Cartoonist Howard Cruse, credited as the “godfather of queer comics,” and leading community activist Ed Sedarbaum lived in this Jackson Heights apartment building from 1979 to 2002.

During this period, Cruse created influential works, including Gay Comix, Wendel, and Stuck Rubber Baby, and Sedarbaum focused on community building through efforts such as Queens Gays and Lesbians United (Q-GLU) and SAGE/Queens Clubhouse, a center for LGBT elders.

Header Photo
Credit: Amanda Davis/NYC LGBT Historic Sites Project, 2023.


Howard Cruse (1944-2019) established himself as an underground cartoonist with the 1970s series Barefootz, which included a gay character that he eventually outed. He moved from Birmingham, Alabama, to New York City in 1976 and made a living as a freelance artist. In 1979, he met Ed Sedarbaum (b. 1945), who was then a caseworker at the NYC Department of Social Services. Sedarbaum, born in Brooklyn and raised in Queens, had recently left the Queens home he shared with his wife of ten years, who had known about his relationships with men. Seeking to help others who were also coming to terms with their sexuality, Sedarbaum began volunteering at the Gay Switchboard and led a rap session at Identity House, a walk-in counseling center in Manhattan.

Soon after they met, Cruse and Sedarbaum moved into an apartment at 88-11 34th Avenue in Jackson Heights, Queens, in 1979. Janine Utell, in her biography of Cruse, notes that he “would take up the apartment–floors, dining room table–with large-scale versions of his panels on Bristol board, working with undiluted focus once a story got going.” Sedarbaum, who became a freelance editor after leaving Social Services in 1981, edited Cruse’s work.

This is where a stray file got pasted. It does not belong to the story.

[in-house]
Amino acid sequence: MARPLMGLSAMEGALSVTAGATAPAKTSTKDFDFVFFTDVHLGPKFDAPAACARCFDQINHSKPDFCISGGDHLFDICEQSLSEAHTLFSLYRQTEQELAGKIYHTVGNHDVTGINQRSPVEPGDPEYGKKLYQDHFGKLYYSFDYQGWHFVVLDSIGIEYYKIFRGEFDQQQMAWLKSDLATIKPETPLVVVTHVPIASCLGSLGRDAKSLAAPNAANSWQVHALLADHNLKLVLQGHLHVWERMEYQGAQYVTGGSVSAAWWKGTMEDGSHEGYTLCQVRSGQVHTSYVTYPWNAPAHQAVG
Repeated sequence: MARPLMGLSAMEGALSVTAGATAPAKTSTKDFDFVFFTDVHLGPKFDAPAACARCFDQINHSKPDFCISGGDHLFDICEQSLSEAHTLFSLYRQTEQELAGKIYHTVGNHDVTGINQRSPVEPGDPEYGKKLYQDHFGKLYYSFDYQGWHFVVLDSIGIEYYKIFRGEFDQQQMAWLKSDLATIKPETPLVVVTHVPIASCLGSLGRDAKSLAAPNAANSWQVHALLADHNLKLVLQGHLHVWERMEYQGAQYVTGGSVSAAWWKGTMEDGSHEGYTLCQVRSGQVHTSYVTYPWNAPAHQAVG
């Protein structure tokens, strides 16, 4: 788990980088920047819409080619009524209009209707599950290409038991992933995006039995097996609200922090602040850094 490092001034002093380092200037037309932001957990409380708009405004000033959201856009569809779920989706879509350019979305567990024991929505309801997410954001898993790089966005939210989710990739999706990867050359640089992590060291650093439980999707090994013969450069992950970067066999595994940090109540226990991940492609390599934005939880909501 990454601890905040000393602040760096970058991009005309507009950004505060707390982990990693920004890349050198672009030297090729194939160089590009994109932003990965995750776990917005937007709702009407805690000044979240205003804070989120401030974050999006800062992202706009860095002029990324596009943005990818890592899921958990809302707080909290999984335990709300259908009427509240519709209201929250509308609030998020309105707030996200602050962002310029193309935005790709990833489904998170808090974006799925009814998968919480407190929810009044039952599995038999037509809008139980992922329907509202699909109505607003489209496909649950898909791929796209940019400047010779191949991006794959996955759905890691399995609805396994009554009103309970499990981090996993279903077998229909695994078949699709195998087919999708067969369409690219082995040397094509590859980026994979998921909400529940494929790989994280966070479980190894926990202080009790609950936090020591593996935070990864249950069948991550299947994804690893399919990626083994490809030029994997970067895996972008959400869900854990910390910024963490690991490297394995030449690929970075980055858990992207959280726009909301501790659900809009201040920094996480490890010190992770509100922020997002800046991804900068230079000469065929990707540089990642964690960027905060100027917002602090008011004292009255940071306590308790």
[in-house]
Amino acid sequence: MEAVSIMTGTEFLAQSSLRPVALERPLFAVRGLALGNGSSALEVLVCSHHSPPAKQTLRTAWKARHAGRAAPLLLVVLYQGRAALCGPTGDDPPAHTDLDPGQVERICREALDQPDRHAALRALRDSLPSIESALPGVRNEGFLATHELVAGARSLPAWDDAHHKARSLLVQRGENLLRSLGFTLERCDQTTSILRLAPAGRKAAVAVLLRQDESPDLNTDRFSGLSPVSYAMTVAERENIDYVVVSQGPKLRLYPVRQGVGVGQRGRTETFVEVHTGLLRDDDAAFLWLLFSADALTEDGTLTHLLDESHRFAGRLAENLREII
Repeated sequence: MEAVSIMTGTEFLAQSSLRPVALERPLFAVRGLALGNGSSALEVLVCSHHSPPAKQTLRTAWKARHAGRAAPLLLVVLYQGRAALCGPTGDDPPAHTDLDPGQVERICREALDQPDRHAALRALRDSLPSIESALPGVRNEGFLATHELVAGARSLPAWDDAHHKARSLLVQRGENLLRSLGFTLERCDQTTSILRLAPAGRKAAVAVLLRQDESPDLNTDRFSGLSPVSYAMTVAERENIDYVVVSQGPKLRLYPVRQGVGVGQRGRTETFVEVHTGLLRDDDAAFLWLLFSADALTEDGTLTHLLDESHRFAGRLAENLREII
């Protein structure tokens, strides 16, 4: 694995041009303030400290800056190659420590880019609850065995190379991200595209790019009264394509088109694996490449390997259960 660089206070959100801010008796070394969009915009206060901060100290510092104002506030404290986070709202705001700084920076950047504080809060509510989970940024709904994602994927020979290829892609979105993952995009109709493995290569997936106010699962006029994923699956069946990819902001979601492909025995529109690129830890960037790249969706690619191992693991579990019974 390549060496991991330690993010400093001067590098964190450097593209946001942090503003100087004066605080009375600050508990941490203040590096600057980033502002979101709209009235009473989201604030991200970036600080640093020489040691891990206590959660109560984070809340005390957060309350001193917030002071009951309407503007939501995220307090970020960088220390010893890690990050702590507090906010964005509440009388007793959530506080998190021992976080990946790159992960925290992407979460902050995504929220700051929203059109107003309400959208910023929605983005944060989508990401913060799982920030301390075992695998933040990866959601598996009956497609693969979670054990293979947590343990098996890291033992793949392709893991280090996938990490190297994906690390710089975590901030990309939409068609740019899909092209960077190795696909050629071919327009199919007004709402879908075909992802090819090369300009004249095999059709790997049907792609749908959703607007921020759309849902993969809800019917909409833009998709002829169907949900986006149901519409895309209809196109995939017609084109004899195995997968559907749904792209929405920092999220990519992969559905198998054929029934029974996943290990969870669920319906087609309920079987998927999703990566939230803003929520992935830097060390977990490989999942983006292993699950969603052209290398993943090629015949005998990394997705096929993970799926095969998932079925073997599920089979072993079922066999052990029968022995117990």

In 1980, Cruse was invited by publisher Denis Kitchen, who worked with him on Barefootz, to be the founding editor of a new series called Gay Comix. (The term “comix” refers to the underground comic book scene that arose following the Comics Code of 1954, which prohibited “controversial” topics.) Cruse, who was not yet out professionally, felt the series would provide much-needed visibility for LGBT people. He wrote a letter announcing the new publication to underground comix artists, straight and gay, which read, in part, “Many gay artists have never included the gay facets of their lifestyle in their published work, whether from fear of ostracism on a personal level, possible negative reactions from fans, or the chance that homophobia among editors or publishers could result in long-range career damage. As a gay artist myself, I have shared those fears.”

Utell writes that underground comix at the time was a straight man’s world where homophobia and misogyny were commonplace. Cruse, in developing Gay Comix as a three-dimensional portrayal of gay and lesbian experiences, drew inspiration from lesbian cartoonists who had pioneered the art form with lesbian-themed work in the early 1970s. Gay Comix was carried by several gay bookstores, including the Oscar Wilde Memorial Bookshop. A young Alison Bechdel came across the first issue there in 1981, soon after moving to Manhattan, and credited it for shaping her career as an acclaimed cartoonist.

I had no career goals until I picked up [Gay Comix], and I knew at that moment what I was going to do with my life. [Howard Cruse] created a path for me and many other queer cartoonists.

Alison Bechdel, 2019

Cruse was the editor of Gay Comix for four issues before moving on to create Wendel, about a gay man and his lover during the early years of the AIDS epidemic, which appeared nationally in The Advocate from 1983 to 1989. His semi-autobiographical graphic novel, Stuck Rubber Baby (1995), received an Eisner Award and a Harvey Award, two of the highest honors in comics.